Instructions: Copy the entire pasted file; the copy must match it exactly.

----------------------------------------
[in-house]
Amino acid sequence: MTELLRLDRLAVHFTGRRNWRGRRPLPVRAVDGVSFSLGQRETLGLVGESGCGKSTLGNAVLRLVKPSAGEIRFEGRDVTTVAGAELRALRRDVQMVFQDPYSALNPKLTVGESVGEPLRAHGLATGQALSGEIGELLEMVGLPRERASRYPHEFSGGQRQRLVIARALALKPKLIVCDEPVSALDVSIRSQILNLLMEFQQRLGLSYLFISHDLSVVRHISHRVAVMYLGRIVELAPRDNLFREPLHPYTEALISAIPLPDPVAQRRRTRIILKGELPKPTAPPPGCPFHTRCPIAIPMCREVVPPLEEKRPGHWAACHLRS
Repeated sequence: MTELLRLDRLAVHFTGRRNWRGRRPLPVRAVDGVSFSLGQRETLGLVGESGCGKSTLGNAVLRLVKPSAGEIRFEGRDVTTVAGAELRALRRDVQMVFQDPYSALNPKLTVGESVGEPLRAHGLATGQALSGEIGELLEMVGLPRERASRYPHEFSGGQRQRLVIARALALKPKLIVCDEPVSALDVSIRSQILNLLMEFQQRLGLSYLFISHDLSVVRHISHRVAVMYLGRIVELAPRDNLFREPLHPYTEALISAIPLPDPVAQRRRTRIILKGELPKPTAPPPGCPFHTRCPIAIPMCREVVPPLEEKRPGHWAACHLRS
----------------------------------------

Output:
[in-house]
Amino acid sequence: MTELLRLDRLAVHFTGRRNWRGRRPLPVRAVDGVSFSLGQRETLGLVGESGCGKSTLGNAVLRLVKPSAGEIRFEGRDVTTVAGAELRALRRDVQMVFQDPYSALNPKLTVGESVGEPLRAHGLATGQALSGEIGELLEMVGLPRERASRYPHEFSGGQRQRLVIARALALKPKLIVCDEPVSALDVSIRSQILNLLMEFQQRLGLSYLFISHDLSVVRHISHRVAVMYLGRIVELAPRDNLFREPLHPYTEALISAIPLPDPVAQRRRTRIILKGELPKPTAPPPGCPFHTRCPIAIPMCREVVPPLEEKRPGHWAACHLRS
Repeated sequence: MTELLRLDRLAVHFTGRRNWRGRRPLPVRAVDGVSFSLGQRETLGLVGESGCGKSTLGNAVLRLVKPSAGEIRFEGRDVTTVAGAELRALRRDVQMVFQDPYSALNPKLTVGESVGEPLRAHGLATGQALSGEIGELLEMVGLPRERASRYPHEFSGGQRQRLVIARALALKPKLIVCDEPVSALDVSIRSQILNLLMEFQQRLGLSYLFISHDLSVVRHISHRVAVMYLGRIVELAPRDNLFREPLHPYTEALISAIPLPDPVAQRRRTRIILKGELPKPTAPPPGCPFHTRCPIAIPMCREVVPPLEEKRPGHWAACHLRS